Integrative Medicine


Acupuncture is a branch of Traditional Chinese Veterinary Medicine (TCVM) that has been practiced for thousands of years. Very thin needles are placed in specific points (acupoints) all over the body in order to achieve balance. Research has shown that acupoints contain higher numbers of free nerve ending arterioles, mast cells, lymphatic vessels. When stimulating specific points, research has measured increases in endorphins (nature pain killers), anti-inflammatory mediators, and hormones like serotonin.

In TCVM every individual has a personality related to the five elements (wood, fire, earth, metal, wind), that predisposes that individual to certain imbalances. Five Element Theory allows the medical professional to better understand the patient and tailor treatment. What’s your horse’s personality?

In health, four aspects of the body and mind are balanced: yin, yang, blood and qi (pronounced chee). When one or more of these factors are over expressed (excess) or underexpressed (deficiency) the patient is not in harmony and will exhibit physical signs of distress. The goal of acupuncture is determining the pattern of illness via observing the tongue, feeling pulses, discussing the history and personality of the horse, and performing a scan of the body, to make an individualized treatment plan. Treatments involve a few or many needles, the addition of electroacupuncture, aquapuncture (where saline, vitamin B12 or the horse’s blood is injected into an acupoint), or massaging acupoints when needles are not tolerated. Sessions typically last less than an hour. For horses, results are usually seen in 3-5 treatments but some benefits may be seen rapidly; long standing issues typically take more sessions to treat.

Herbs may be recommended, which are used to increase and prolong the effects of acupuncture. The herbal formulas that are prescribed are sourced from Jing Tang Herbal, and the formulas are made in the United States.

Acupuncture is a modality that works hand in hand with traditional veterinary medicine. In addition to medications and treatments that are used every day by equine vets, acupuncture can aid in the healing time of wounds and tendon injuries, decrease pain from arthritis, improve fertility, decrease inflammatory flares like uveitis, and promote GI motility. Dr. Sullivan views acupuncture as another tool in her veterinary toolbox that enables her to enhance normal practices and provide options when traditional treatments have failed.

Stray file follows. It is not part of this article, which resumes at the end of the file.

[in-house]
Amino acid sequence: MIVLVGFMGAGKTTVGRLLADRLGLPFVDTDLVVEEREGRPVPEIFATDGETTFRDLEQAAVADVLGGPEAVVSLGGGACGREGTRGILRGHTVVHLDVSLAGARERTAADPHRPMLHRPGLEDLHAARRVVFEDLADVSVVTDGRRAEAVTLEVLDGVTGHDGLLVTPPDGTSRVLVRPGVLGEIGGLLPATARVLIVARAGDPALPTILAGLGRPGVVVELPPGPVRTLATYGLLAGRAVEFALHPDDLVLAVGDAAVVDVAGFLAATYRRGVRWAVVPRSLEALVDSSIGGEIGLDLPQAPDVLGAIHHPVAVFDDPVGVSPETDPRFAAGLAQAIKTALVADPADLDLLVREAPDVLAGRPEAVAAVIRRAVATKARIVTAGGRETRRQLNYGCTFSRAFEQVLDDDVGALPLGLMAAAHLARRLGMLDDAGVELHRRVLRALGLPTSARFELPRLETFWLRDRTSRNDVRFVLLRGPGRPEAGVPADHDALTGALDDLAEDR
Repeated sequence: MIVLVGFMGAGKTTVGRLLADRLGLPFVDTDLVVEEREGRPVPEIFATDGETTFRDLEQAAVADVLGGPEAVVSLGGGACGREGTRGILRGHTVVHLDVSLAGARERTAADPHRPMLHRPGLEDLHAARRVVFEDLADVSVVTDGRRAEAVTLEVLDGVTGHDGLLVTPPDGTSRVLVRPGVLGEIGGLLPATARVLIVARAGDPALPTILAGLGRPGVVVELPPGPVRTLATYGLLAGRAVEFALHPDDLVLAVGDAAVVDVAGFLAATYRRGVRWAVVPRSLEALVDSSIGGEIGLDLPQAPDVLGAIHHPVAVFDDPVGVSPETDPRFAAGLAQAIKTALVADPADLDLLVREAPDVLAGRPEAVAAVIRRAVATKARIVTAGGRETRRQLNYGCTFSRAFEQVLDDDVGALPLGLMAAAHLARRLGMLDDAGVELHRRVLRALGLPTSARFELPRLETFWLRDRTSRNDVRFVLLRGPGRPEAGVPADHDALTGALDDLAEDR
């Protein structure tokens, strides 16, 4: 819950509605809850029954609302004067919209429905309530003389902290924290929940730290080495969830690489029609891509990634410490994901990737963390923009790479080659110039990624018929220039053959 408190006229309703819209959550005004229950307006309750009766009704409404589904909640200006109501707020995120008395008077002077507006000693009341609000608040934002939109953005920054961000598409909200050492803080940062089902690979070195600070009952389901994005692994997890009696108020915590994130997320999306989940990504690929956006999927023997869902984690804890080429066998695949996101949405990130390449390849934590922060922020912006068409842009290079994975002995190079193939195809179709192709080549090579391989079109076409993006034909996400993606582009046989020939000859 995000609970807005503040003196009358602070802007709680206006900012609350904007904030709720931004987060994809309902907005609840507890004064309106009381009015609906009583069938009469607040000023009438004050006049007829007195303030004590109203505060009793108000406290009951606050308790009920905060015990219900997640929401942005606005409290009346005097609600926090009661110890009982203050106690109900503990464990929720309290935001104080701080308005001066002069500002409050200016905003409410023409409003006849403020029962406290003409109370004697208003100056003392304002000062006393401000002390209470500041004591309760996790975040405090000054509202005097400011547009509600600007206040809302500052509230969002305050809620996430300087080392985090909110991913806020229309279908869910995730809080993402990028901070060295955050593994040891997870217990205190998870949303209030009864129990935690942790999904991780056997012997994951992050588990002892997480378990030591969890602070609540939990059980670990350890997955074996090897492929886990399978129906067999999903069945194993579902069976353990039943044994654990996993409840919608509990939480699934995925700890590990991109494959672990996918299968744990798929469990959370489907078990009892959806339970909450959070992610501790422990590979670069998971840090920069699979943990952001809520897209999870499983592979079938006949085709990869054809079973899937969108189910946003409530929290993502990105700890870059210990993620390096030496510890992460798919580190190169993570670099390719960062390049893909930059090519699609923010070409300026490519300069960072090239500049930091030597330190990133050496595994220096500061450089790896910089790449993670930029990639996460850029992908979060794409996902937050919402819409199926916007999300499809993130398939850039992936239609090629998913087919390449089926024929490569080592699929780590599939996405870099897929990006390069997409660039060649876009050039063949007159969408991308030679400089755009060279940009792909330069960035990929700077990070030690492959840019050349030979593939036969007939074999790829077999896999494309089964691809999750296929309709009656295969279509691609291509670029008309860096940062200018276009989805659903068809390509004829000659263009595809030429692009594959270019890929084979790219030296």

In 2018, Dr. Sullivan attended the Chi Institute and became certified in veterinary acupuncture. 

Veterinary Spinal Manipulation Therapy

*Legally, in the states of NJ and PA, the term chiropractic is reserved for individuals who hold a doctorate in chiropractic (DC).

This modality identifies joints with restricted motion (hypomobities) and the practitioner makes adjustments—high velocity, low amplitude thrusts—in order to achieve more normal range of motion. Hypomobilities of the spine have the greatest impact on the spinal cord and the nerves entering and exiting the spinal cord. When the nerves are impacted, both incoming information from the environment (spatial, vibration, temperature, etc.) and outgoing information from the brain and spinal cord do not function properly. Nociceptors, pain-relaying nerves, are no longer dampened leading to pain and inflammation, which continues to stimulate nociceptors in a cyclical manner. With pain and inflammation, the joint is used less, adhesions form within the joints, scar tissue forms in surrounding tissues, muscles become weak, all leading to the patient experiencing PAIN and DECREASED FUNCTION. The sympathetic (fight or flight) and parasympathetic (rest and digest) nervous systems are impacted by hypomobilities, in addition to the immune system. Overall, identifying and adjusting hypomobilities treats the whole horse. This modality is great for patients ranging from high level athletes wanting to optimize performance to geriatric horses hoping to lessen the aches and pain that come with age.

Dr. Sullivan became certified in veterinary spinal manipulative therapy through the Healing Oasis Wellness Center December 2021.